Don't you love the way this guy can laugh at himself and at his life's work?
Not because these things are vain and futile, not because they are ashes or wind,  but because they will all be genuinely real only in their telos or perfection, which includes the fact that their worth and worthlessness will all be weighed on the eternal balances, that the wheat will be separated from the chaff, that they will all pass through the refining fire of 1 Cor 3:12ff in which it will be shown whether the building is of gold, silver or precious stones or wood, hay and stubble, and there will be surprises in both respects for all theologians, both small and great, both regular and irregular, both orthodox and heterodox.   This wholly salutary relativization is the πιπτειν to which love is never, never exposed even there and then.  And when the Christian loves he [or she, Uncle Karl!] does something which is not exposed to this relativization but abides absolutely.  Even in the best of cases this cannot be said of [his] prophecy, tongues and theology in themselves and as such.
There are three more pages but I'll have to urge you to read them for yourself!  Here is the final piece.

(Thus) love is the "greatest of these".  It is the future eternal light shining in the present. It is that which continues. Whatever else may be revealed, one thing is certain, and that is that love will never cease, that even then the love which is self-giving to God and the brother [or sister], the same love for which the Christian is free already, will be the source of the future eternal life, its form unaltered.  Already, then, love is the eternal activity of the Christian.  This is the reason why love abides.  This s the reason why we had to say previously that it is love alone that counts and love alone that conquers.   This is the reason why it is the way.
 Okay, I've always loved this particular chunk of Barth (and I probably get more out of IV.2 than out of the other volumes I've endeavored, not very successfully, to read).  But with a diagnosis of metastatic cancer, it comes back to me anew.  Firstly, the surprising words "wholly salutary" referring, if you remember, to the Day of Judgment.  That ties up to my experience right now.  I find myself resonating with the Psalms which look forward to that Day.  Whatever is revealed - whatever surprises may be in store, whether good or bad - I am glad that my life will be open to the Righteous One, the Healer who does not have to rely on blurry images from X-rays or CTs or MRIs but who knows for sure where the malignancy is and how (and at what cost!) it can be removed.  Second, I feel a great reassurance in the "Love alone endures".  As people's lives come to an end, they ask "What of all of this will last?"  (See Being Mortal by Atul Gawande).  I know that over the past years, one of the key choices that Liane and I have made has been love for our child Eli.   And, yes, I do believe and trust that this will last when much else is lost; that this love for which God set us free will endure, "its form unaltered". What that means I cannot imagine.  But it is worth looking forward to.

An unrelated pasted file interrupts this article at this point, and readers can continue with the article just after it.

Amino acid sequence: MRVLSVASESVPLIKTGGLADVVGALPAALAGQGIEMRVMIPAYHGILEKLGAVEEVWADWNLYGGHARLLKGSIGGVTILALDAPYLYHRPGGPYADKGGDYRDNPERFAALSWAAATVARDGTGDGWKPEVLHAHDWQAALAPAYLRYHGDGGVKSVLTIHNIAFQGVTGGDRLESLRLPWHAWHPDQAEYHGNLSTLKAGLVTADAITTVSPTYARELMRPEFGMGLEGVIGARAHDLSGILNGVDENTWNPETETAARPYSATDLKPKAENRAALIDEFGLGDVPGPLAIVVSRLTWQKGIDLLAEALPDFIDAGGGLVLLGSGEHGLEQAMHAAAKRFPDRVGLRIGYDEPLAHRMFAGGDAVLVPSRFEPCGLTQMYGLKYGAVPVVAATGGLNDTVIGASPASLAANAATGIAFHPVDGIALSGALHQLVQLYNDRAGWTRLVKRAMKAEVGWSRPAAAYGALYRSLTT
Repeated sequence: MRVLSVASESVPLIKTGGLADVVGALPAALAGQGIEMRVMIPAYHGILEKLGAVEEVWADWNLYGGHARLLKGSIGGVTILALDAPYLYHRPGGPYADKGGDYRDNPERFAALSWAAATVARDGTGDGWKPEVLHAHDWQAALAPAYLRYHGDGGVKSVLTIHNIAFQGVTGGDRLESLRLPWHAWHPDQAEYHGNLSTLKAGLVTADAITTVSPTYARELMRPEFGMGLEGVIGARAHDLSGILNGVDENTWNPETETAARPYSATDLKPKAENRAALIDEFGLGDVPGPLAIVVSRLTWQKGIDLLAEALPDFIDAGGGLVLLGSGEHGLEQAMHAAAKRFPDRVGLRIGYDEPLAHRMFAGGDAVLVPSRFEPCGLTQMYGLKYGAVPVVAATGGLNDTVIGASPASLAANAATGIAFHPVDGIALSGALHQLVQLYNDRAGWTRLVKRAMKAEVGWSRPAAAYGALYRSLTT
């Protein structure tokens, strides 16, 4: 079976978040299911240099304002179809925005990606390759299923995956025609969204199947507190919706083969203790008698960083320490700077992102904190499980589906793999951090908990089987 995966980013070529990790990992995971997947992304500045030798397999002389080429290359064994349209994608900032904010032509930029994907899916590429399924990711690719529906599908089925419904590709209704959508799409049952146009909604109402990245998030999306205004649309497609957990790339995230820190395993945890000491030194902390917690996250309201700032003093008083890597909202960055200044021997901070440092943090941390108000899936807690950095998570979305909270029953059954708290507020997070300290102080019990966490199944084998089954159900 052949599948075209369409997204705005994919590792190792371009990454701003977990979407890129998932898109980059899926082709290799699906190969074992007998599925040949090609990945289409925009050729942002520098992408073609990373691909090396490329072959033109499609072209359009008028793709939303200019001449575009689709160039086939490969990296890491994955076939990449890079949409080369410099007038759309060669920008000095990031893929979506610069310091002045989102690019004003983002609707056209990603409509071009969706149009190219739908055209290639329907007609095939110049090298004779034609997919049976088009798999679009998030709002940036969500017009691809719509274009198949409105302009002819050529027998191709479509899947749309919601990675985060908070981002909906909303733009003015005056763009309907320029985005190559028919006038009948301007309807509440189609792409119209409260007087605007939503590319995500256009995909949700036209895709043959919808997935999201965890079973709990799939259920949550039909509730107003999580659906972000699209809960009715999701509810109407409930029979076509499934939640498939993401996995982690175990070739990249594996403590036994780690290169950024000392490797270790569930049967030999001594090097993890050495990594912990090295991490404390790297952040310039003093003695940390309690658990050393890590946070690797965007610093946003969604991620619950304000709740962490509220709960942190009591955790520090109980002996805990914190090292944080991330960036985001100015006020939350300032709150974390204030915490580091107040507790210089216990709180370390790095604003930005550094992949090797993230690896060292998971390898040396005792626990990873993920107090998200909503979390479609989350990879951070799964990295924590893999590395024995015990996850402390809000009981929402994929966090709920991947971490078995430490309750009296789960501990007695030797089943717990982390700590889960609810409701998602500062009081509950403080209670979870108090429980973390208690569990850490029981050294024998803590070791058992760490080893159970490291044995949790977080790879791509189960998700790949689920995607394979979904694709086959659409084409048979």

Tuesday, October 11, 2016

I won an award!

This showed up in my e-mail yesterday:

"Dear Dr Roe,
Congratulations! The Pennsylvania Environmental Resource Consortium (PERC) has awarded you the title of Campus Sustainability Champion for 2016. You were nominated by one or more of your colleagues for your work to advance sustainability on your campus or in your community. The Campus Sustainability Champion title is awarded annually to students, faculty, administrators, and staff of Pennsylvania colleges and universities who have made meaningful contributions benefiting social, economic and/or environmental sustainability on their campus, in their community, or in society at large. Contributions can be in areas of teaching, research, co-curricular programs, campus culture, community service, and campus operations, including food recovery. Your award reinforces your credentials as a leader in the transition to a sustainable future"

Well, I'm embarrassed to admit that I had not heard of PERC, but I am excited that they had heard of me, and I will turn up to the awards ceremony in a couple of weeks primed to tell more people about the Mathematics for Sustainability course and book.  I'm also going to be sending off the book proposal to three publishers this week.  Regular readers will know the sense of vocation that I have about this project.  Yet  with my illness and the frequent sense of exhaustion that it (and the treatments) produce, writing is going a good bit more slowly than I had hoped.  I am excited by the recognition and the sense that others see what a meaningful thing it is too - and also motivated once again to keep going and produce something that is readable, challenging and clear.